8 Benefits of Breastfeeding You May Not Be Aware of (But Should Be)
To breastfeed or use formula is one of the first decisions you'll make as a parent (but it definitely won't be your last). No matter which choice you decide to make, it's always worth exploring your options, and the purpose of today's post is to help you explore all the amazing benefits of breastfeeding specifically. It not only has the ability to help your little one adjust but can do the same for you, too, post-pregnancy. After months of waiting for a baby's arrival, it can be nice to have some help acclimating to "regular" life together. Of course, to be clear, there are situations in which breastfeeding is not suggested for new mothers—sometimes, for example, when a baby is premature or when the parent is required to take medication. It's also a deeply personal choice that isn't for everyone.
According to the American Academy of Pediatrics, breastfeeding gives newborns the ideal amount of proteins, vitamins, and antibodies that allow them to grow. In fact, research has found that if 90% of babies could be solely breastfed for the first six months, the U.S. would save about $13 billion in medical costs every year. And when it comes to all of the health advantages, we haven't even touched the surface. Keep reading to see the eight top benefits of breastfeeding that every parent should know about. Some may even surprise you.
It prevents illness.
Breastfeeding doesn't just benefit a child's health while they are nursing—the effects carry on throughout their lives. A 2010 study found that breastfeeding prevents childhood health issues like ear infections, stomach viruses, diabetes, and leukemia. Furthermore, when parents nurse, their children's genes are affected by the milk. It gives babies less of a chance of getting leaky gut, a condition in which outside particles enter your bloodstream through your intestinal wall (allergies, colitis, and Crohn's disease can all be a result).
It decreases the chances of SIDS.
Every parent worries about SIDS—sudden infant death syndrome—in which young babies can unexpectedly pass away, most often in their sleep. This condition affects roughly 3500 infants in the U.S. alone each year. Research shows that when children are breastfed, their chance of SIDS decreases by nearly 50%.
The baby weight comes off faster.
Have you ever noticed that parents who carry and then breastfeed drop their baby weight much faster than those who don't? That's because when you're nursing, you're actually burning calories. "Breast milk contains 20 calories per ounce," says ob-gyn Ruth A. Lawrence, MD, a professor of pediatrics and the author of Breastfeeding: A Guide for the Medical Profession. "If you feed your baby 20 ounces a day, that's 400 calories you've swept out of your body."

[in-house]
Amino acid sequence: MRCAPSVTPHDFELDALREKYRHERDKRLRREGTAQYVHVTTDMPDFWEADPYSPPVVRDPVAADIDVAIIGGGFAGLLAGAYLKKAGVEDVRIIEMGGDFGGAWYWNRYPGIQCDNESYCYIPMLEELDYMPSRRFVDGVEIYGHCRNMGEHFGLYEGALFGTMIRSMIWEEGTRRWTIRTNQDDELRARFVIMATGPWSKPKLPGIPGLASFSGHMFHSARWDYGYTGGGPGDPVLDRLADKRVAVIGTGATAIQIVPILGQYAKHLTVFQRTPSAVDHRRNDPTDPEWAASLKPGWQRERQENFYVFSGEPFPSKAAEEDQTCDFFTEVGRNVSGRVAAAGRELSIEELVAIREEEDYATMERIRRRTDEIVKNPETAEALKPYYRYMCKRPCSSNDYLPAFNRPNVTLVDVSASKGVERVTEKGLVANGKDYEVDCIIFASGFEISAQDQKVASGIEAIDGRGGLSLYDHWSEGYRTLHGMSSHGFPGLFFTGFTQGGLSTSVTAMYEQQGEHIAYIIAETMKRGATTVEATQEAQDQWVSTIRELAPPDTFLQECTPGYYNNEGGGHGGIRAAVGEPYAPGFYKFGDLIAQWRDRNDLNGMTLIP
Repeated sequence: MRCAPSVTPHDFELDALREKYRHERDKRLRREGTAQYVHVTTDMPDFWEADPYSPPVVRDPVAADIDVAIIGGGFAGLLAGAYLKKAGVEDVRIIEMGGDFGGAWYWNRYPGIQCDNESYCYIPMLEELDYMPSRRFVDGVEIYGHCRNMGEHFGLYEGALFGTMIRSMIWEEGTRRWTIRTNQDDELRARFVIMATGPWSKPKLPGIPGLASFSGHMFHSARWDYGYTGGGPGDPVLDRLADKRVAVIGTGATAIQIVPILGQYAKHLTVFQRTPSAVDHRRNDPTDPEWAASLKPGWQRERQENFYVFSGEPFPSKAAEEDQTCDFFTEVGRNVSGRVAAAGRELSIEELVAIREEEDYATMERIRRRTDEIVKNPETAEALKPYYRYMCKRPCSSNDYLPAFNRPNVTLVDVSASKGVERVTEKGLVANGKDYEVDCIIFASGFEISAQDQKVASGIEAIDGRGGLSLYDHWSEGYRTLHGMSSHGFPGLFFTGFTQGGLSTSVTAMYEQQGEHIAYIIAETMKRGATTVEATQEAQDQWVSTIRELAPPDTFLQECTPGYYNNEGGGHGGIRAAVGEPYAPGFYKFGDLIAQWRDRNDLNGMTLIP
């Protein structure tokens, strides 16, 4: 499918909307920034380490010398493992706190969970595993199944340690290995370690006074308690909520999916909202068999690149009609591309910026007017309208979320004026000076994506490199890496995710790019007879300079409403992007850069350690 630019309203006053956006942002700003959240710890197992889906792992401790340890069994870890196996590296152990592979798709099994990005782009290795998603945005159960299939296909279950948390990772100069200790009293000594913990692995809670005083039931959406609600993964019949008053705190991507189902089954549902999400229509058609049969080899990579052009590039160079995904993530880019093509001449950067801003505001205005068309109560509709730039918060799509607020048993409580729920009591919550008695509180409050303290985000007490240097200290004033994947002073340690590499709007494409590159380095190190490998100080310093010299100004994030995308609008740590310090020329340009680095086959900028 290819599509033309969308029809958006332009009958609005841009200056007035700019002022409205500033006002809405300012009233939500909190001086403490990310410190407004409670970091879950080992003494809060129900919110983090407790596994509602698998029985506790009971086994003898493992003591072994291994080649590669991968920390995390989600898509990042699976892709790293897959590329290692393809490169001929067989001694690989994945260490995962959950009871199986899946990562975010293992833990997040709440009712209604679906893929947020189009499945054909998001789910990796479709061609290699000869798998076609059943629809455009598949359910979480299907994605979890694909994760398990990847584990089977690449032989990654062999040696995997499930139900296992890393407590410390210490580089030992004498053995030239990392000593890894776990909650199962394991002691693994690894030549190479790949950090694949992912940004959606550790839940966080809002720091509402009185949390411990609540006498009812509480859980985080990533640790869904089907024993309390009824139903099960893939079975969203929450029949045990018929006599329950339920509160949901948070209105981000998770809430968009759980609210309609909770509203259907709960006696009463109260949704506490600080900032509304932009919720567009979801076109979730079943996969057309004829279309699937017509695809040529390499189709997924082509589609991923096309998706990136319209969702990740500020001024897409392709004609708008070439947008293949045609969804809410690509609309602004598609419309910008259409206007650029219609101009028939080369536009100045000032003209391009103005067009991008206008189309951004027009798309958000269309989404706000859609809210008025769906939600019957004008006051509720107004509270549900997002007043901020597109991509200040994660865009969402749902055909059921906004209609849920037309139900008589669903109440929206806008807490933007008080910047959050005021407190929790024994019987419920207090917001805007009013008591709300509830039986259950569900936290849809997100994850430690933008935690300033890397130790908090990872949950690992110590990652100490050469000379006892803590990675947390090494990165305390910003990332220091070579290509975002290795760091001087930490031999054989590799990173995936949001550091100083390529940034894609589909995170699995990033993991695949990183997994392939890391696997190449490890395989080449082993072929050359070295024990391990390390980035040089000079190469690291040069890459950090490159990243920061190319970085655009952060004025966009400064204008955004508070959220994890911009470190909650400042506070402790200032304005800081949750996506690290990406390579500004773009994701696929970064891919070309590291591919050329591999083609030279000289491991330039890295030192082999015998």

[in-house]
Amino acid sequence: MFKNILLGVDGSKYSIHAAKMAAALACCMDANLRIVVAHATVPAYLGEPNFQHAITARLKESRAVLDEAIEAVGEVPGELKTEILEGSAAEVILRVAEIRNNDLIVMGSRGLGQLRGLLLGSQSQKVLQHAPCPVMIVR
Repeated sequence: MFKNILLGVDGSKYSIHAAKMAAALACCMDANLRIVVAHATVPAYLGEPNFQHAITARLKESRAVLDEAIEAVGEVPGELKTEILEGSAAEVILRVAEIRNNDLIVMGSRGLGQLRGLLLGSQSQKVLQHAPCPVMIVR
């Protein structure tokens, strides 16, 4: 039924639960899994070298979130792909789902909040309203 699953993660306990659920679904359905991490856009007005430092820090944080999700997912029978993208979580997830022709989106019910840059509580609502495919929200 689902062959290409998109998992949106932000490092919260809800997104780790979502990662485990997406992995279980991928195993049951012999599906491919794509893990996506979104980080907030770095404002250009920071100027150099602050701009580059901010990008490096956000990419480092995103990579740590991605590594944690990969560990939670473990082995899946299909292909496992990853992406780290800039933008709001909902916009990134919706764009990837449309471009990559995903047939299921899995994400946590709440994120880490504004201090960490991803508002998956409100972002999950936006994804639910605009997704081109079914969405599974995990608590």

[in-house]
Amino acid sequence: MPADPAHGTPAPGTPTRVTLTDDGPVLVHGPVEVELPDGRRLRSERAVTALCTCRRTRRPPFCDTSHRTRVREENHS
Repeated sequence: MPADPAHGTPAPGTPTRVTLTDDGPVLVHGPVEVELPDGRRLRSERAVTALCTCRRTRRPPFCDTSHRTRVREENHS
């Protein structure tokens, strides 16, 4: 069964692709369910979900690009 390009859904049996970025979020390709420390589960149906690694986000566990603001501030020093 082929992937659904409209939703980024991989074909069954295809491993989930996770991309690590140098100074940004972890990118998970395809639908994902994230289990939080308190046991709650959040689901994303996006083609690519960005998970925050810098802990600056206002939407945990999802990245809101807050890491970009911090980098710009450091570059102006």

You'll learn to read baby's cues.
Parents learn to read their little ones' cues in many ways, and one of them can be through breastfeeding. When you breastfeed, you have to rely on signs that your baby is getting enough food. (You don't have the option to read the ounces they've consumed out of a bottle.) This will foster interaction between parent and baby, providing a bond that you'll have way past infancy.
When you're not pumping, breastfeeding can prove easier than other methods of feeding a new baby. Breast milk is ready to go from the source, without the need to mix or heat anything. Traveling and baby is hungry? No big deal. And with the creation of more practical maternity-wear, breastfeeding anytime, anywhere is becoming that much easier for moms on the go. Plus, as an added perk, you don't have to tote bottles and warmers around with you.
It decreases your child's chances of obesity.
And the fact of the matter is you don’t even have to breastfeed for six months to reap these benefits. Research has shown that nursing for any period of time lowers your child’s chances of adolescent or adult obesity by 15% to 30%.
It fights postpartum depression.
Postpartum depression affects a whopping one in seven new moms. The serious condition can leave new mothers mentally crippled and unable to care for their child. Research has shown, however, that carrying parents who breastfeed have a lower chance of getting PPD. It's also worth noting that PPD is known to decrease the rate of breastfeeding, further highlighting a relationship between the two. "Breastfeeding can help to relax mothers and reduce stress, so it might play a part in preventing mental health issues developing," says Rosemary Dodds, a senior policy adviser at parenting charity NCT.
It may make baby smarter.
Although no official conclusions have been made, some believe that children who were breastfed have higher IQ scores when they grow up. The thought process is that there are fatty acids only found in breastmilk that increase a child's brain function. Others think that the touch between parent and child stimulates the brain.
As you can see, there's no doubt that the benefits of breastfeeding are numerous. It's definitely worth taking into consideration when it comes to how you will feed your baby. And of course, if you have any questions, be sure to ask your doctor.